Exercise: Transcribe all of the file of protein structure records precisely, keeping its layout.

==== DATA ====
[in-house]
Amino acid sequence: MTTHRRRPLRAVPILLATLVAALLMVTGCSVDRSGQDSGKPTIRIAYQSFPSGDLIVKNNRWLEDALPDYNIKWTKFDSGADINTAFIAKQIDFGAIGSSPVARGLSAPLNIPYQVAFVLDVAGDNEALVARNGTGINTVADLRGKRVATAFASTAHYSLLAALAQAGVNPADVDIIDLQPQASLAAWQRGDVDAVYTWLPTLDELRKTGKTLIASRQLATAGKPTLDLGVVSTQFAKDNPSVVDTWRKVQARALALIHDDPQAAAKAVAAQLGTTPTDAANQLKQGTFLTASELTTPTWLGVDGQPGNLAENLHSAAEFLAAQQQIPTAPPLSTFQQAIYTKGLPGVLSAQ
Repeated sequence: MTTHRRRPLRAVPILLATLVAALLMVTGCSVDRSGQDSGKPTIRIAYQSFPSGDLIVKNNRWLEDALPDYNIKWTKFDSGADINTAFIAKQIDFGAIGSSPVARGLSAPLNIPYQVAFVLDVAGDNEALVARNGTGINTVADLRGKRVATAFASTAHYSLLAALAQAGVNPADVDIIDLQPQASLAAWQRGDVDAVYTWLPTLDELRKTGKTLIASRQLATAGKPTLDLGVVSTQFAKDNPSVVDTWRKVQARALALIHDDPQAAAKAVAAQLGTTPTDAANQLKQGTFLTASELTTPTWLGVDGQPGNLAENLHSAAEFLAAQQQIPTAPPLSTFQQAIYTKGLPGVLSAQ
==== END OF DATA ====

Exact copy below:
[in-house]
Amino acid sequence: MTTHRRRPLRAVPILLATLVAALLMVTGCSVDRSGQDSGKPTIRIAYQSFPSGDLIVKNNRWLEDALPDYNIKWTKFDSGADINTAFIAKQIDFGAIGSSPVARGLSAPLNIPYQVAFVLDVAGDNEALVARNGTGINTVADLRGKRVATAFASTAHYSLLAALAQAGVNPADVDIIDLQPQASLAAWQRGDVDAVYTWLPTLDELRKTGKTLIASRQLATAGKPTLDLGVVSTQFAKDNPSVVDTWRKVQARALALIHDDPQAAAKAVAAQLGTTPTDAANQLKQGTFLTASELTTPTWLGVDGQPGNLAENLHSAAEFLAAQQQIPTAPPLSTFQQAIYTKGLPGVLSAQ
Repeated sequence: MTTHRRRPLRAVPILLATLVAALLMVTGCSVDRSGQDSGKPTIRIAYQSFPSGDLIVKNNRWLEDALPDYNIKWTKFDSGADINTAFIAKQIDFGAIGSSPVARGLSAPLNIPYQVAFVLDVAGDNEALVARNGTGINTVADLRGKRVATAFASTAHYSLLAALAQAGVNPADVDIIDLQPQASLAAWQRGDVDAVYTWLPTLDELRKTGKTLIASRQLATAGKPTLDLGVVSTQFAKDNPSVVDTWRKVQARALALIHDDPQAAAKAVAAQLGTTPTDAANQLKQGTFLTASELTTPTWLGVDGQPGNLAENLHSAAEFLAAQQQIPTAPPLSTFQQAIYTKGLPGVLSAQ